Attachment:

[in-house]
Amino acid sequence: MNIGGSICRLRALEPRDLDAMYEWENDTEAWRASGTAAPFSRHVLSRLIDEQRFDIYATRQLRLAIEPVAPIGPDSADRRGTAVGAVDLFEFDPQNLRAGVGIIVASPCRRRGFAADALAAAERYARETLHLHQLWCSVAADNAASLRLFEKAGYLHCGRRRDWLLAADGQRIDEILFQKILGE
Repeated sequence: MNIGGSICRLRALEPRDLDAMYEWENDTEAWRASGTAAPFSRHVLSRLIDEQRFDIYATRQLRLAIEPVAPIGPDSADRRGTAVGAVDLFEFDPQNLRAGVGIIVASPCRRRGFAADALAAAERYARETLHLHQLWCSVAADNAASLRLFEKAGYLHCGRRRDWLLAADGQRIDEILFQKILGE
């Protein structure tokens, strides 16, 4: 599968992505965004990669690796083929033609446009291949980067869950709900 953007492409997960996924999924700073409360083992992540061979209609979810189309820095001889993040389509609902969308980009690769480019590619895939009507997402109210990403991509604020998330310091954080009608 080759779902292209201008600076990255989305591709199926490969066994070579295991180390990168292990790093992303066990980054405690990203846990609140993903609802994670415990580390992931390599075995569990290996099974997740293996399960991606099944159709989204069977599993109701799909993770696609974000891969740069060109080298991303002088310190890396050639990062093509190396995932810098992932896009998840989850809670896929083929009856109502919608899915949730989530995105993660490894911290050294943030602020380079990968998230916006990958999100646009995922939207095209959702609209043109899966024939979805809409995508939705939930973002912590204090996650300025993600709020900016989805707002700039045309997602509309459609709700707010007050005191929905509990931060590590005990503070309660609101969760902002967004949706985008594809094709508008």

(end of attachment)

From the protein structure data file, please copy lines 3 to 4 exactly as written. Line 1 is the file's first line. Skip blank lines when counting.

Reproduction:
Repeated sequence: MNIGGSICRLRALEPRDLDAMYEWENDTEAWRASGTAAPFSRHVLSRLIDEQRFDIYATRQLRLAIEPVAPIGPDSADRRGTAVGAVDLFEFDPQNLRAGVGIIVASPCRRRGFAADALAAAERYARETLHLHQLWCSVAADNAASLRLFEKAGYLHCGRRRDWLLAADGQRIDEILFQKILGE
């Protein structure tokens, strides 16, 4: 599968992505965004990669690796083929033609446009291949980067869950709900 953007492409997960996924999924700073409360083992992540061979209609979810189309820095001889993040389509609902969308980009690769480019590619895939009507997402109210990403991509604020998330310091954080009608 080759779902292209201008600076990255989305591709199926490969066994070579295991180390990168292990790093992303066990980054405690990203846990609140993903609802994670415990580390992931390599075995569990290996099974997740293996399960991606099944159709989204069977599993109701799909993770696609974000891969740069060109080298991303002088310190890396050639990062093509190396995932810098992932896009998840989850809670896929083929009856109502919608899915949730989530995105993660490894911290050294943030602020380079990968998230916006990958999100646009995922939207095209959702609209043109899966024939979805809409995508939705939930973002912590204090996650300025993600709020900016989805707002700039045309997602509309459609709700707010007050005191929905509990931060590590005990503070309660609101969760902002967004949706985008594809094709508008």